The authors of this study note that military researchers have not yet examined the role of supportive school environments on the social, emotional, and academic outcomes of military children. A heuristic model shows how policymakers and school reformers can address the needs of children of military service members. First, educational policy makers need to further develop the Interstate Compact on Educational Opportunity for Military Children. This policy addresses the challenge of school transitions by allowing the educational policies of one state to apply to the schools of transferring military children in other states. This includes policies such as graduation requirements, Advanced Placements, and age of student enrollment. Second, the authors recommend that educational policymakers and school reformers include military children in policies and reforms addressing diversity in schools. This includes the systematic and anonymous identification of military children in public schools, so that school leaders and staff are aware that a certain proportion of military children attend their school. This assists in funding decisions, applying for Impact Aid, and curriculum and instructional decisions. Third, this review suggests that educational policy focus more on the social and emotional qualities of a
school environment. In the No Child Left Behind (NCLB) context, schools have generally focused on leveraging the academic outcomes of historically underperforming student populations (i.e. students with disabilities, English Language Learners, and African- American students). In turn, they have adopted academic interventions to address their learning needs. However, these interventions ignore the social and emotional challenges that they experience in multiple contexts and that influence their academic functioning. School climate reform can help address the outcomes of military children and other student populations experiencing tremendous daily stressors.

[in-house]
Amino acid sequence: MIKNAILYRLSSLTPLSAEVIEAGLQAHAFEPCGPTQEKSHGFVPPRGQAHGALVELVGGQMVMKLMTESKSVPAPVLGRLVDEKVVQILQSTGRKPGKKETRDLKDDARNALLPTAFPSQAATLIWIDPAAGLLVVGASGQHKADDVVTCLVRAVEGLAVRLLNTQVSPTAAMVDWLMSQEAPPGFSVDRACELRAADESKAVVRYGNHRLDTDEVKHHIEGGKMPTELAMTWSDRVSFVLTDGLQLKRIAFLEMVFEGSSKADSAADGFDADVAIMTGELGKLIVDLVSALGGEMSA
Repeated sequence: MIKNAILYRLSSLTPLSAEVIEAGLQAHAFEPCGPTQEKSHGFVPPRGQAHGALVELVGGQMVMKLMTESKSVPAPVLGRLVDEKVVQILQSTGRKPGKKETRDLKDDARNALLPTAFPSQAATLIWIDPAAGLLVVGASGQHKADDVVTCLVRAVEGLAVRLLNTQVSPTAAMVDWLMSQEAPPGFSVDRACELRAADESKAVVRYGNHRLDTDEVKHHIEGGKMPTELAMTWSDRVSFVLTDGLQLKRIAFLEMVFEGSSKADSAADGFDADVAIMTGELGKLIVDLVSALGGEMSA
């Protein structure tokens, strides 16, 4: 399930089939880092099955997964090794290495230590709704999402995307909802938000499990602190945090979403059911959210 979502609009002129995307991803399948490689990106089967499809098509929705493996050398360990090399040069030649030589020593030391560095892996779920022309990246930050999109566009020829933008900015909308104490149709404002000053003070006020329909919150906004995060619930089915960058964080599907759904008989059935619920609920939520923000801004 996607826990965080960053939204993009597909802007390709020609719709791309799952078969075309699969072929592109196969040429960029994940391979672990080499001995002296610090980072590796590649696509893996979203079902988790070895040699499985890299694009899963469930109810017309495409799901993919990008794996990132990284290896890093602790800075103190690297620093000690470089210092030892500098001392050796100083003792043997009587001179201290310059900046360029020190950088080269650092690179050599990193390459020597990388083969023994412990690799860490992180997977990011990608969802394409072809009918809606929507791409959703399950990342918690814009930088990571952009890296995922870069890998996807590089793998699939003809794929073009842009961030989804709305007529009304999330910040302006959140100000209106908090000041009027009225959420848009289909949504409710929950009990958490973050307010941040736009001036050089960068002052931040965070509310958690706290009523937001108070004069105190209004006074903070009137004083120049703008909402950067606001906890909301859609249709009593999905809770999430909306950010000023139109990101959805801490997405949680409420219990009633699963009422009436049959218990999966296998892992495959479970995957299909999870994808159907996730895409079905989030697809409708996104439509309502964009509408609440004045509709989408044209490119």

For Future Research

More researchers should focus on the contextual factors influencing military-specific risk issues, family and community supports, and the social, emotional, and psychological development of military children. First, researchers could examine the relationship between historic, demographic, and structural variations in society and military families and the variation of behavioral outcomes of military children over time. Also, longitudinal and controlled approaches that measure academic performance of military children should be explored to give a clearer picture of the factors to the effects of child maltreatment on schooling among military and nonmilitary families. Moreover, future studies should look into the experiences of military families during reintegration as well as the different experiences of military families across branches. Finally, future researchers should investigate more variables related to academic and school organization that influence the performance of military children. For example, research on military-connected schools can examine how principal leadership, civilian peer awareness and support, teacher awareness and support, and a supportive school climate influences the academic, social, and psychological outcome of military children.